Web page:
Paul Riley: Two recent corporate patent transactions come to mind. The first transaction is the recent sale by BlackBerry of nearly its entire patent portfolio (over 32,000 patents). This is a classic example of a technology pioneer, which spent billions of dollars over the past few decades inventing and developing key technologies and is now realizing significant value from its patenting investment as its business moves in a different direction. Any company that has shuttered a previously successful business unit or abandoned a previously lucrative product line in the face of new, lower-cost entrants could benefit from exploring similar transactions for its portfolios.  

The second transaction is Intel’s divestment of a large number of semiconductor patents to a non-practicing entity (NPE). The fact that Intel, a technology pioneer that has been on the receiving end of significant patent assertions from NPEs (including a multi-billion-dollar jury verdict), recognizes the value of patents and is willing to monetize its patents through various commercialization strategies, is a testament to the fact that patents are valuable business assets and useful tools in implementing corporate strategies.  

Ben Hattenbach: Large technology companies, particularly those that have been on the receiving end of significant infringement verdicts, appear to be changing their tune about divestures to NPEs. Historically, many of these companies had been strenuously opposed to such relationships, but now appear to be developing an appreciation for some of the benefits of not being exposed on the front lines of litigation while still receiving compensation (often in the form of a back-end percentage) from the IP they originated.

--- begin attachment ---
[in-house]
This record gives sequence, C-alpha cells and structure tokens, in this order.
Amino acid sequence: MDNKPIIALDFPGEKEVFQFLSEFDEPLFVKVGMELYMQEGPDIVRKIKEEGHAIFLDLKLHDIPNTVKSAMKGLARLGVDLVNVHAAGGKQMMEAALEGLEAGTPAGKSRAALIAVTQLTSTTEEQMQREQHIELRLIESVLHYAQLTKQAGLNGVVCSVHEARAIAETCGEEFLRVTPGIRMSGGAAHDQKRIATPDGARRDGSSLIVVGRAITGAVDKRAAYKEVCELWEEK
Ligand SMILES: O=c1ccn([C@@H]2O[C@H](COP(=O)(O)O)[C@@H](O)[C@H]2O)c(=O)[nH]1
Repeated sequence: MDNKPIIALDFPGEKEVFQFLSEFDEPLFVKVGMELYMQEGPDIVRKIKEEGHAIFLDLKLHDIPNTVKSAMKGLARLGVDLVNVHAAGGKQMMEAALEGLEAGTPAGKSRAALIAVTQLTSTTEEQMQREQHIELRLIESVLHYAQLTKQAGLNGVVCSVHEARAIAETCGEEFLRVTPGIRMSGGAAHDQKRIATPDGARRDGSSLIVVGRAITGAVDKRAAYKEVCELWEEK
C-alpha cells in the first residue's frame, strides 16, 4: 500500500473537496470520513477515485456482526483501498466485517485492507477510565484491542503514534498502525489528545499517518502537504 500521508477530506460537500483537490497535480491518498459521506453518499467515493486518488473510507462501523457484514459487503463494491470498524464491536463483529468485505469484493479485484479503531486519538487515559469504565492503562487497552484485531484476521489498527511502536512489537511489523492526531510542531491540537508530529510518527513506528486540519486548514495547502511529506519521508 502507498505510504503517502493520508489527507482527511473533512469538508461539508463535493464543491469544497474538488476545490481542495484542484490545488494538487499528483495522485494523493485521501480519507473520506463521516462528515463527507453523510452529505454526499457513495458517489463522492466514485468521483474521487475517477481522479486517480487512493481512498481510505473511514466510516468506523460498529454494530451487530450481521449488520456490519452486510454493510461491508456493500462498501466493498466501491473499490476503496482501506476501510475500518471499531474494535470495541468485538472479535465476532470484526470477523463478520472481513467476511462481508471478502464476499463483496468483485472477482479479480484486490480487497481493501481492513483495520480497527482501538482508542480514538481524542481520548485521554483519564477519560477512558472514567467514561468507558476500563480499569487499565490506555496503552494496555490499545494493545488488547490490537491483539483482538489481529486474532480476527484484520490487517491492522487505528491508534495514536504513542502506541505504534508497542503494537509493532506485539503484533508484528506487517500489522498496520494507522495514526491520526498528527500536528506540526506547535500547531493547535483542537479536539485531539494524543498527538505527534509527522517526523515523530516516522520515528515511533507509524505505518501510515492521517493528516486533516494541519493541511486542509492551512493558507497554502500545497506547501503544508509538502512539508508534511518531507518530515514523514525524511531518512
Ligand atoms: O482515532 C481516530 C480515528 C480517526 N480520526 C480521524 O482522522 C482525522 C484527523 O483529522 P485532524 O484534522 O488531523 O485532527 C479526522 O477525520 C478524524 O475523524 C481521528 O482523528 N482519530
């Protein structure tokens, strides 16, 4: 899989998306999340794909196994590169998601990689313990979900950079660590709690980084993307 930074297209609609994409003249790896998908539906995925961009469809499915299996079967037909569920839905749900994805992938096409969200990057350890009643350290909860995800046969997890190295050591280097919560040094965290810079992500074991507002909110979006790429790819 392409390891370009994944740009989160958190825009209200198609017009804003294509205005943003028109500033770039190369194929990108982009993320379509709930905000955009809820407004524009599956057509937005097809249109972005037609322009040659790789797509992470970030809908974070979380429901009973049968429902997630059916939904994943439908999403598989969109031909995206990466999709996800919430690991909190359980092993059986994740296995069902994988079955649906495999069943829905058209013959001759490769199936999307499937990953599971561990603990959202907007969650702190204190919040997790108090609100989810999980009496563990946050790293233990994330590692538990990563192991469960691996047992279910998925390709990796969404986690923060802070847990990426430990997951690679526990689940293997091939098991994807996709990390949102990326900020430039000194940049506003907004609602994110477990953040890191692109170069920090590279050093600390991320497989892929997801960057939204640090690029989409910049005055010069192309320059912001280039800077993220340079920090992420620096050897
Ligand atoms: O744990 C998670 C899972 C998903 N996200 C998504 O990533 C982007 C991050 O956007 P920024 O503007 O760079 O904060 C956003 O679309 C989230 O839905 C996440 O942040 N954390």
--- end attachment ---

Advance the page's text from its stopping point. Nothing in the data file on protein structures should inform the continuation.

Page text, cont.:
Others are still struggling to clarify their opinions on this divide. In one recent case we tried, the defendant spent considerable trial time criticizing our client by portraying divestitures to NPEs as unseemly. However, the defendant itself had recently sold thousands of patents to an NPE and had neglected to inform its inventors of this development. It made quite an impression when the defendant’s “face of the company” witness learned to his dismay, on cross-examination before the jury, that his employer had sold one of his patents to an NPE. 

What advice do you have for companies putting together a patent monetization strategy?  How might companies leverage legal finance in connection with their monetization strategy?  

Paul Riley: First, do your research and talk to those experts (both inside companies and outside consultants, service providers and litigation funders) who have a proven track record of success with patent monetization. And do so before committing to a specific strategy, as the information you will glean will be critical in identifying the right strategy for your company to pursue.  

Second, build support for a patent monetization strategy with the business units and the CFO and work with them to develop a strategy that solves their specific needs. For example, a business unit may be facing a year when headcount needs to increase to meet business objectives, but an increased budget is not on the cards. Developing a strategy where patents are divested in a way that allows the business unit to recognize revenue over each of those four quarters may be the answer (while another strategy that realizes all the revenue in the first quarter, or that will take over a year to implement, may not).  

And third, develop relationships with law firms and third-party funders well before litigation is contemplated. The best firms and funders have tremendously valuable insight into all facets of the litigation landscape and are often well equipped to provide an unbiased assessment of the strength of the monetization program and to present a variety of fee arrangement and funding options to meet your company’s specific needs at that point in time.